In Romania, the nonprofit organisation Code4Romania and the National Authority for Digitalisation have joined forces to create six new platforms aimed to support citizens in dealing with the new coronavirus context. By the end of March, three platforms have already been launched: www.StiriOficiale.ro aggregates all official news and documents related to COVID-19 in Romania; www.DateLaZi.ro provides data visualisation for all COVID-19 cases; www.CeTrebuieSaFac.ro offers practical information and guidance for all situations that Romanians are confronted with during the state of emergency. Three other platforms are expected to be launched in the nearest future: Stăm Acasă/Staying Home will centralise information about people staying in isolation; Diaspora Hub will support and facilitate communication with diaspora; RO Help will centralise all resources and support measures for citizens.
Similarly, the Government of Serbia has launched online portals Covid19.rs, Be Volunteer and Digital Solidarity with the aim to inform and support citizens. Covid19.rs publishes official information from the public institutions regarding COVID-19, as well as the statistical data about detected cases. Given that many elderly citizens are not allowed to leave their homes due to the government’s COVID-19 containment measures, the Be Volunteer platform mobilises people who are willing to help the at-risk population. After being approved by respective authorities, volunteers are contacted by the city and municipal centers with detailed instructions and tasks. The Digital Solidarity platform provides all relevant information about services that citizens can use free of charge. Currently, there are more than 50 services and the call for companies and associations to join the initiative is still open. On this platform, citizens can find information about online education, digital books, movies, music, theatres that are streaming their performances, co-working tools, etc.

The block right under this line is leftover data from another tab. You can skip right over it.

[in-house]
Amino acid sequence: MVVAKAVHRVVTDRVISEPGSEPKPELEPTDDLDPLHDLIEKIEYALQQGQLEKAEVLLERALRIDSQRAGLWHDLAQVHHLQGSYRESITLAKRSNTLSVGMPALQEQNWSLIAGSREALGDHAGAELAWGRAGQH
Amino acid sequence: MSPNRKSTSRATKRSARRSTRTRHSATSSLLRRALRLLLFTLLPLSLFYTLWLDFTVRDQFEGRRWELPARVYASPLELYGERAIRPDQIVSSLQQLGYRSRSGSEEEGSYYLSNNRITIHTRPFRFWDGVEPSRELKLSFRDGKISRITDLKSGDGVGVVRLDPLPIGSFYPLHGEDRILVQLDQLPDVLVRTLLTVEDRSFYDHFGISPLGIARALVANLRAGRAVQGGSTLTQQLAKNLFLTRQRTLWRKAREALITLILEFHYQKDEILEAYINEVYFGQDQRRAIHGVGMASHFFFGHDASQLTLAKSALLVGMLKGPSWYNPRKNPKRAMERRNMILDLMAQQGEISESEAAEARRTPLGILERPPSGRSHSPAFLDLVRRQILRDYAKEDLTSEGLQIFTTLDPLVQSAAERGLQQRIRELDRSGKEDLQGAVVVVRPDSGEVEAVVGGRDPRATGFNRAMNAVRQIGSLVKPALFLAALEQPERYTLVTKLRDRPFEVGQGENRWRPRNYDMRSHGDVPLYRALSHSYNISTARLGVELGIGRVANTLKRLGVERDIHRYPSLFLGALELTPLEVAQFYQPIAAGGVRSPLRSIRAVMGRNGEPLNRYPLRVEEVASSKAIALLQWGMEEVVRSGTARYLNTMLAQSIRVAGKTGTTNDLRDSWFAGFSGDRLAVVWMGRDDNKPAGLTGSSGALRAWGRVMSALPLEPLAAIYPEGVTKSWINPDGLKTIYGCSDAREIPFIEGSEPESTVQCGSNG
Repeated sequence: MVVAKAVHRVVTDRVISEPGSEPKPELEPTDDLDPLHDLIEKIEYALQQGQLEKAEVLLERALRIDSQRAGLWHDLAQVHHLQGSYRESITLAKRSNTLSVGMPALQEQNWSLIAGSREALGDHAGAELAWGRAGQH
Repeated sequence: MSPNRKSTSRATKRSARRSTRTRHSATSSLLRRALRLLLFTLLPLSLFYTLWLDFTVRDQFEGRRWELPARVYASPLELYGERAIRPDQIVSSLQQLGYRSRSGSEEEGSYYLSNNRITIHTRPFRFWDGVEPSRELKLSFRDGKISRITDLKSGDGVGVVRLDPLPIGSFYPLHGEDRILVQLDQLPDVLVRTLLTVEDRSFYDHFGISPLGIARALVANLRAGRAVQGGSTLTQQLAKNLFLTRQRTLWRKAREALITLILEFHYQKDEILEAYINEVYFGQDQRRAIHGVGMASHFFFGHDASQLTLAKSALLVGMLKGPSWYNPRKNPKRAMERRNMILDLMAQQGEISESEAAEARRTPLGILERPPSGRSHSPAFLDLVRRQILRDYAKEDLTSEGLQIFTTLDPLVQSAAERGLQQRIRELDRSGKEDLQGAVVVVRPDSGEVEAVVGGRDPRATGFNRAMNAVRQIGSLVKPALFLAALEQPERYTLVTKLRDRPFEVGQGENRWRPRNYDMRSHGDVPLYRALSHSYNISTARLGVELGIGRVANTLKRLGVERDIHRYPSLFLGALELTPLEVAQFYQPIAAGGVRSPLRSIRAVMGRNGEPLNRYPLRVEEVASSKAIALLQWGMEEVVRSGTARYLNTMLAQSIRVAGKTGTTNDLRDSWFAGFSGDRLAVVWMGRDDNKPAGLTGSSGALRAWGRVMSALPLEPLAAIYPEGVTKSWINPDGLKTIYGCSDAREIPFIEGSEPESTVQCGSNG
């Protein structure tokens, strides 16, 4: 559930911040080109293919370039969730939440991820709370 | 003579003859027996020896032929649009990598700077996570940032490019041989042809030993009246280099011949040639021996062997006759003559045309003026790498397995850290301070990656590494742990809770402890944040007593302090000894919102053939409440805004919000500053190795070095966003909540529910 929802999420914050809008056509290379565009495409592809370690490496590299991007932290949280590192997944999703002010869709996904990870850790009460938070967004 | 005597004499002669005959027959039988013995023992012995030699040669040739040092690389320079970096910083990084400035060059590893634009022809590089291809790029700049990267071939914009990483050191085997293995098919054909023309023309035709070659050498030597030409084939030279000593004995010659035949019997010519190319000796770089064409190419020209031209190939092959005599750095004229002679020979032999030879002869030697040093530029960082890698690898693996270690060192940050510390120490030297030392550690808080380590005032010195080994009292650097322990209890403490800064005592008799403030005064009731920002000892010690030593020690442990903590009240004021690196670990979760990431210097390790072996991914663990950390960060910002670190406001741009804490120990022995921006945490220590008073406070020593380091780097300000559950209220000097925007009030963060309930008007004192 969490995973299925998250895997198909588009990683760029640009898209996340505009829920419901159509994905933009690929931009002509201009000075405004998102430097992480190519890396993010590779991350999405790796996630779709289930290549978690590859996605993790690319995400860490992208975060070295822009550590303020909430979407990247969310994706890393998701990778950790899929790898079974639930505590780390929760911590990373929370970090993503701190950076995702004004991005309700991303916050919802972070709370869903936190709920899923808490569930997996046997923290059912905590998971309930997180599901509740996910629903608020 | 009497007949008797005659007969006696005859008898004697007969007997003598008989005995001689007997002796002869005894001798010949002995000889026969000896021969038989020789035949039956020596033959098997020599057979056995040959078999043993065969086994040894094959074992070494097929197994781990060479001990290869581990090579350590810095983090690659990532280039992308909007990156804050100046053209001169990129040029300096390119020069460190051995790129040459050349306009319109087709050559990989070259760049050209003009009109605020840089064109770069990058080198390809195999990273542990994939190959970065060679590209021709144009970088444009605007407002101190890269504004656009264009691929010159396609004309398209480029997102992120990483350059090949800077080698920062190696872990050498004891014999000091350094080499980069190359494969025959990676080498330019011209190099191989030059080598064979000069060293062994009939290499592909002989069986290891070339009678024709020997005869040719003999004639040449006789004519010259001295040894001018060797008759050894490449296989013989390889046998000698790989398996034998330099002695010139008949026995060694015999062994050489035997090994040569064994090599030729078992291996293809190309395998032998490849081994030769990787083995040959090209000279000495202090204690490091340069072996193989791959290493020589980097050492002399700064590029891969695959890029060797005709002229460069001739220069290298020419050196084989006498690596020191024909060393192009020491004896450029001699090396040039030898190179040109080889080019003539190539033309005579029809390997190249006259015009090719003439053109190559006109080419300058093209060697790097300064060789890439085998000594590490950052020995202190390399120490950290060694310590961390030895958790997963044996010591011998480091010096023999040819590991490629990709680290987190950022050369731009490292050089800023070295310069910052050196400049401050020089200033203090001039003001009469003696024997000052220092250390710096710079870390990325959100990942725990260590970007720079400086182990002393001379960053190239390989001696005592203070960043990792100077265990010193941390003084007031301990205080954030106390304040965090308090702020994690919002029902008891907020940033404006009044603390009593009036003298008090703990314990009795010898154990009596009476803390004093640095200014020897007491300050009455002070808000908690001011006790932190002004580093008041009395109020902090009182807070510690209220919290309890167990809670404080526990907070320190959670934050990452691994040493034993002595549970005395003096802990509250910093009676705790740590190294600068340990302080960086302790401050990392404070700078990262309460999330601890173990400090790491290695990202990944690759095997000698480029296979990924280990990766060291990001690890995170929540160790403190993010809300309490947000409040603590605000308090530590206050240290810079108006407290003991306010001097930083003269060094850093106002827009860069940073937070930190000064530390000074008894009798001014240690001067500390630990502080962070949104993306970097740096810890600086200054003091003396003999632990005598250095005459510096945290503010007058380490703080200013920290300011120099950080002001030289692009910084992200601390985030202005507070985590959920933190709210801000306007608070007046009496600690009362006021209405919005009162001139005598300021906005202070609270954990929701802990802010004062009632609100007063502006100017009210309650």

The Croatian Ministry of Labour and Pension System released an official statement allowing employers to unilaterally decide that employees should perform their duties remotely (work from home) due to the COVID-19 crisis. In low-risk jobs (office and administrative work) remote work can be in force as well.
Similar measures were undertaken by the Bulgarian Parliament, which stipulated that under the current circumstances and depending on the specific nature of the work, employers may assign outwork or remote work to their employees without their consent. The Ukrainian Ministry of Health plans to include the right to work from home during the periods of quarantine into the Ukrainian labour code. TV broadcasting is also undergoing transformations. In Ukraine, 112 TV channel has adopted a work from home policy in order to minimize the number of people in the studios, with programs being facilitated through online video and audio connections.
In Slovenia, the public administration and several private companies have switched to remote work in response to COVID-19. A similar situation is in Albania. In Georgia all state agencies have made the transition to remote work.